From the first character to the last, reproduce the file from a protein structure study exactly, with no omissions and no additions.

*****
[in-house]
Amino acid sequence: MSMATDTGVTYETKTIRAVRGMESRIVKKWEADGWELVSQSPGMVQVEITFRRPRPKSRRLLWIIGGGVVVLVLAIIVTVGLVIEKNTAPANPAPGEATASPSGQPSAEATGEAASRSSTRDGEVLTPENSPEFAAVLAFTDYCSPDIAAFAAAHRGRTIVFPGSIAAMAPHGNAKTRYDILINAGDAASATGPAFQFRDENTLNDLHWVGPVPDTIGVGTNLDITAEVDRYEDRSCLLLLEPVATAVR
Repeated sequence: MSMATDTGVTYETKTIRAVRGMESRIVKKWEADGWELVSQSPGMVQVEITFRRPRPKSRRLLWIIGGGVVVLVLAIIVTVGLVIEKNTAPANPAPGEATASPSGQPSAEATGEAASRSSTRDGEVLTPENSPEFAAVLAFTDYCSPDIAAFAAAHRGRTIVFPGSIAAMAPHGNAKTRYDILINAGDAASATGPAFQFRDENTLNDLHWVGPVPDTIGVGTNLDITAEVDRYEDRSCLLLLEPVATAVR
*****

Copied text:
[in-house]
Amino acid sequence: MSMATDTGVTYETKTIRAVRGMESRIVKKWEADGWELVSQSPGMVQVEITFRRPRPKSRRLLWIIGGGVVVLVLAIIVTVGLVIEKNTAPANPAPGEATASPSGQPSAEATGEAASRSSTRDGEVLTPENSPEFAAVLAFTDYCSPDIAAFAAAHRGRTIVFPGSIAAMAPHGNAKTRYDILINAGDAASATGPAFQFRDENTLNDLHWVGPVPDTIGVGTNLDITAEVDRYEDRSCLLLLEPVATAVR
Repeated sequence: MSMATDTGVTYETKTIRAVRGMESRIVKKWEADGWELVSQSPGMVQVEITFRRPRPKSRRLLWIIGGGVVVLVLAIIVTVGLVIEKNTAPANPAPGEATASPSGQPSAEATGEAASRSSTRDGEVLTPENSPEFAAVLAFTDYCSPDIAAFAAAHRGRTIVFPGSIAAMAPHGNAKTRYDILINAGDAASATGPAFQFRDENTLNDLHWVGPVPDTIGVGTNLDITAEVDRYEDRSCLLLLEPVATAVR